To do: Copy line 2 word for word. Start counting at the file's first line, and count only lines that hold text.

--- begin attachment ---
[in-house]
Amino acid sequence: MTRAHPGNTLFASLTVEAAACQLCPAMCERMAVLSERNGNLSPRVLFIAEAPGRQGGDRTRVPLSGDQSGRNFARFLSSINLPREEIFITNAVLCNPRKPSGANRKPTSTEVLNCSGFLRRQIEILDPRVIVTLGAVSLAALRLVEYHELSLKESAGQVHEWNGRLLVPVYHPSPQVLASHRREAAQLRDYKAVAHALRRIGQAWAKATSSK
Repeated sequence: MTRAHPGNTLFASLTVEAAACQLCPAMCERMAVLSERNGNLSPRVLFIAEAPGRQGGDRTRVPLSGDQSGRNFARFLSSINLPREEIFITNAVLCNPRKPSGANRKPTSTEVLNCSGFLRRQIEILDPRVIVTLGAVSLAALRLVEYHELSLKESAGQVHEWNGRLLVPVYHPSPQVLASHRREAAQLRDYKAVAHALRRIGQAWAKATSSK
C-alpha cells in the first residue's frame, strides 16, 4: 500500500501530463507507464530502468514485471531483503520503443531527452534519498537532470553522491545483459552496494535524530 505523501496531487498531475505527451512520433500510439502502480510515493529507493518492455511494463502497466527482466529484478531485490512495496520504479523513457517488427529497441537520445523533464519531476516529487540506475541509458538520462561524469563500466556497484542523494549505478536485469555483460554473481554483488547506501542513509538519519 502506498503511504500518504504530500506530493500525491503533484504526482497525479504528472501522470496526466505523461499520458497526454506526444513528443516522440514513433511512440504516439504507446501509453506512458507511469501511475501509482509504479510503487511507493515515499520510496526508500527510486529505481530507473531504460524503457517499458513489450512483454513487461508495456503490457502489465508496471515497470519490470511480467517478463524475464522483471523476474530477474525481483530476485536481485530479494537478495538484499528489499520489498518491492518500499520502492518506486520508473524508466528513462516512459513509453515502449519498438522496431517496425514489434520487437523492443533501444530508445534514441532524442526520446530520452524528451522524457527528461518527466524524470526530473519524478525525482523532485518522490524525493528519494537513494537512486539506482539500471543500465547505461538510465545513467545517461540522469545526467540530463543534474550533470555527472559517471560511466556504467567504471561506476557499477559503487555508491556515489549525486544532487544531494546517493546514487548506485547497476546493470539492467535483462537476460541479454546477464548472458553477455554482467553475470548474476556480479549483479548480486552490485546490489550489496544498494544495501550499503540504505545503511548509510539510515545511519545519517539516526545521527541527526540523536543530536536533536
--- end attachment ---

Amino acid sequence: MTRAHPGNTLFASLTVEAAACQLCPAMCERMAVLSERNGNLSPRVLFIAEAPGRQGGDRTRVPLSGDQSGRNFARFLSSINLPREEIFITNAVLCNPRKPSGANRKPTSTEVLNCSGFLRRQIEILDPRVIVTLGAVSLAALRLVEYHELSLKESAGQVHEWNGRLLVPVYHPSPQVLASHRREAAQLRDYKAVAHALRRIGQAWAKATSSK